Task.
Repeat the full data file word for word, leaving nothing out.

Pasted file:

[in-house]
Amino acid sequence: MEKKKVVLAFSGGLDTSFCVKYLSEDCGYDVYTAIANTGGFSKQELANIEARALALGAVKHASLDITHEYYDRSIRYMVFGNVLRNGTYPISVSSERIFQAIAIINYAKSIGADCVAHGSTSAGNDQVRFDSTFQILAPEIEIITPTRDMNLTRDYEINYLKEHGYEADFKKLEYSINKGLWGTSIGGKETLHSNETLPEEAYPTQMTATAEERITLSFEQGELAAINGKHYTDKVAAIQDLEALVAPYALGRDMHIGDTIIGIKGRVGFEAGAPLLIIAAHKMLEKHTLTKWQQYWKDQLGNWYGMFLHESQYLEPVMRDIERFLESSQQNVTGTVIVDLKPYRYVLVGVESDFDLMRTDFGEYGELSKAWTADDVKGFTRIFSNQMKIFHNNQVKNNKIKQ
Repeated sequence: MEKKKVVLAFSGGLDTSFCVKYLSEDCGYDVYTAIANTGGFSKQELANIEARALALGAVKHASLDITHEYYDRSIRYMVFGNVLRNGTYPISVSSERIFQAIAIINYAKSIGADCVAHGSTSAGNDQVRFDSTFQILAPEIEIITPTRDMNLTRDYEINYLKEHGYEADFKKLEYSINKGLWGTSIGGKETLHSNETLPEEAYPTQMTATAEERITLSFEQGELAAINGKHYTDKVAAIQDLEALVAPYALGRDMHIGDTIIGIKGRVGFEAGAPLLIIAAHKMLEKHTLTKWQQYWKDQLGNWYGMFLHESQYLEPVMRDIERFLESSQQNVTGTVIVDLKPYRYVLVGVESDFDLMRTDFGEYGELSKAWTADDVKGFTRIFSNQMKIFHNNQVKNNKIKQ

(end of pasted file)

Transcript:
[in-house]
Amino acid sequence: MEKKKVVLAFSGGLDTSFCVKYLSEDCGYDVYTAIANTGGFSKQELANIEARALALGAVKHASLDITHEYYDRSIRYMVFGNVLRNGTYPISVSSERIFQAIAIINYAKSIGADCVAHGSTSAGNDQVRFDSTFQILAPEIEIITPTRDMNLTRDYEINYLKEHGYEADFKKLEYSINKGLWGTSIGGKETLHSNETLPEEAYPTQMTATAEERITLSFEQGELAAINGKHYTDKVAAIQDLEALVAPYALGRDMHIGDTIIGIKGRVGFEAGAPLLIIAAHKMLEKHTLTKWQQYWKDQLGNWYGMFLHESQYLEPVMRDIERFLESSQQNVTGTVIVDLKPYRYVLVGVESDFDLMRTDFGEYGELSKAWTADDVKGFTRIFSNQMKIFHNNQVKNNKIKQ
Repeated sequence: MEKKKVVLAFSGGLDTSFCVKYLSEDCGYDVYTAIANTGGFSKQELANIEARALALGAVKHASLDITHEYYDRSIRYMVFGNVLRNGTYPISVSSERIFQAIAIINYAKSIGADCVAHGSTSAGNDQVRFDSTFQILAPEIEIITPTRDMNLTRDYEINYLKEHGYEADFKKLEYSINKGLWGTSIGGKETLHSNETLPEEAYPTQMTATAEERITLSFEQGELAAINGKHYTDKVAAIQDLEALVAPYALGRDMHIGDTIIGIKGRVGFEAGAPLLIIAAHKMLEKHTLTKWQQYWKDQLGNWYGMFLHESQYLEPVMRDIERFLESSQQNVTGTVIVDLKPYRYVLVGVESDFDLMRTDFGEYGELSKAWTADDVKGFTRIFSNQMKIFHNNQVKNNKIKQ